Chain Crew

The eight home-team employees who use a 10-yard chain that connects two posts to help officials track where the ball should be placed, and what spot a team must reach to earn a first down.

Defensive Backfield

The area on the defensive line of scrimmage where the linebackers and defensive backs line up. The term refers to the defensive “backs” who line up in the area of the field.


The area of the field between the line of scrimmage and the end zone where the offense runs plays to gain yards with the ultimate goal of scoring a touchdown or field goal.

End Lines

The boundary lines at each end of the field that mark the end of the field at the back of the end zone. These lines run perpendicular to the sidelines and are located 10 yards beyond the goal lines.

End Zone

The scoring areas at each end of the playing field bounded by the goal lines, end lines, and sidelines are known as the end zones. A player must carry the ball into, or catch the ball in, this area to score a touchdown. Each NFL end zone measures 10 yards by 53 ⅓ yards.

Field of Play

The area between the sidelines and the end zones, which is considered to be “in bounds” and where all the action takes place.

Goal Lines

Located at either end of the playing field, the goal lines mark where the field of play ends and where the end zones begin. The team with the ball has the goal of reaching and crossing these lines for a touchdown.


Placed behind the end line and painted a league-approved shade of yellow or equivalent, goalposts consist of a padded post, a crossbar 10 feet off the ground and two 35-foot tall uprights that are 18 feet 6 inches apart and are topped with orange streamers. Placekickers kick the football above the crossbar and between the uprights on field-goal and extra-point attempts.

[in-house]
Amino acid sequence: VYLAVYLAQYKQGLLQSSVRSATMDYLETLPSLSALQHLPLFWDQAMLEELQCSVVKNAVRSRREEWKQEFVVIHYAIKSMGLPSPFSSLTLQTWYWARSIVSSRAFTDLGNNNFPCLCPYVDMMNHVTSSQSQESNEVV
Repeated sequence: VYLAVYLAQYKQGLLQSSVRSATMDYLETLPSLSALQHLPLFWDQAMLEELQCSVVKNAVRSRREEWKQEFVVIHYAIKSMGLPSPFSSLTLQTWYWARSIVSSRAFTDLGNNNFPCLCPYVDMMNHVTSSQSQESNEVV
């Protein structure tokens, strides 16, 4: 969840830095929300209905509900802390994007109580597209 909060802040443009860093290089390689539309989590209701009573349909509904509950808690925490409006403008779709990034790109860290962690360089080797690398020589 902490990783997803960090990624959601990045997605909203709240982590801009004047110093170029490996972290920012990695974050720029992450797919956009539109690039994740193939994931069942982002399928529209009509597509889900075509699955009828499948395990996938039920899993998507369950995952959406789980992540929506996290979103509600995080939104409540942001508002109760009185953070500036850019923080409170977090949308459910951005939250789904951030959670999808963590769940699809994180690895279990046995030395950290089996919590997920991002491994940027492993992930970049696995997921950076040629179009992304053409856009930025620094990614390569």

Short lines that measure the field in one-yard intervals between the yard lines. Hash marks run the length of the field and are located 70 feet and 9 inches from each sideline and are used by the officials to determine where the ball should be placed.

Offensive Backfield

The area behind the offensive line where the quarterback and running backs line up. The term refers to the offensive “backs” — the running back, halfback, fullback and quarterback — who line up in the area of the field.


The area formed by the quarterback’s blockers to prevent defensive players from sacking him.


The area on either side of the field where players not currently playing in the game, medical and technical staff and league employees perform their jobs on game days.

Tackle Box

The area of the offensive backfield between the two offensive tackles who line up at either end of the line of scrimmage.

Yard lines

The markings on the field used to measure distance on the football field. Yard lines are painted at five-yard intervals parallel to the goal lines.


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